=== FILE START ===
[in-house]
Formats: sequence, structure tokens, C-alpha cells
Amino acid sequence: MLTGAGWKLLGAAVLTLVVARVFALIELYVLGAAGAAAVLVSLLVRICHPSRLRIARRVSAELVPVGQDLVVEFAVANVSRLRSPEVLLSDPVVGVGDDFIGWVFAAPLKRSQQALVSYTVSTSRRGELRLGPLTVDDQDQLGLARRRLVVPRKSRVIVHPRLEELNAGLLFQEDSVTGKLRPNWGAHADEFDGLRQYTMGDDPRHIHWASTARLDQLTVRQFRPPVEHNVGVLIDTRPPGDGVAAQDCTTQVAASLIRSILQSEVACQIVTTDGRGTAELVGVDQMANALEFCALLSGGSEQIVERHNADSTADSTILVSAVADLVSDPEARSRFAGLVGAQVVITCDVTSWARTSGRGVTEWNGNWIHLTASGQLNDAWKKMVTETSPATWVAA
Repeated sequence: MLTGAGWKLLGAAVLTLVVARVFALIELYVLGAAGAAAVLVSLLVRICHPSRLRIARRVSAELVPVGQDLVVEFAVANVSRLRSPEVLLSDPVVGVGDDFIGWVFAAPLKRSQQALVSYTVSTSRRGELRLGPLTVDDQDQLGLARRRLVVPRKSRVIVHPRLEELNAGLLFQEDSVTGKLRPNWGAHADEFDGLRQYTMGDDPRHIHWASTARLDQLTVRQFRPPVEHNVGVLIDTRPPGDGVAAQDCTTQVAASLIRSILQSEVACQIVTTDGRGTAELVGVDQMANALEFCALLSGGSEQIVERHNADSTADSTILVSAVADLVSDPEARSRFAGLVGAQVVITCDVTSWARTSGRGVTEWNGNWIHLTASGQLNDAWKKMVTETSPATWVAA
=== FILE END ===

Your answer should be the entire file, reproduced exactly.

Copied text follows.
[in-house]
Formats: sequence, structure tokens, C-alpha cells
Amino acid sequence: MLTGAGWKLLGAAVLTLVVARVFALIELYVLGAAGAAAVLVSLLVRICHPSRLRIARRVSAELVPVGQDLVVEFAVANVSRLRSPEVLLSDPVVGVGDDFIGWVFAAPLKRSQQALVSYTVSTSRRGELRLGPLTVDDQDQLGLARRRLVVPRKSRVIVHPRLEELNAGLLFQEDSVTGKLRPNWGAHADEFDGLRQYTMGDDPRHIHWASTARLDQLTVRQFRPPVEHNVGVLIDTRPPGDGVAAQDCTTQVAASLIRSILQSEVACQIVTTDGRGTAELVGVDQMANALEFCALLSGGSEQIVERHNADSTADSTILVSAVADLVSDPEARSRFAGLVGAQVVITCDVTSWARTSGRGVTEWNGNWIHLTASGQLNDAWKKMVTETSPATWVAA
Repeated sequence: MLTGAGWKLLGAAVLTLVVARVFALIELYVLGAAGAAAVLVSLLVRICHPSRLRIARRVSAELVPVGQDLVVEFAVANVSRLRSPEVLLSDPVVGVGDDFIGWVFAAPLKRSQQALVSYTVSTSRRGELRLGPLTVDDQDQLGLARRRLVVPRKSRVIVHPRLEELNAGLLFQEDSVTGKLRPNWGAHADEFDGLRQYTMGDDPRHIHWASTARLDQLTVRQFRPPVEHNVGVLIDTRPPGDGVAAQDCTTQVAASLIRSILQSEVACQIVTTDGRGTAELVGVDQMANALEFCALLSGGSEQIVERHNADSTADSTILVSAVADLVSDPEARSRFAGLVGAQVVITCDVTSWARTSGRGVTEWNGNWIHLTASGQLNDAWKKMVTETSPATWVAA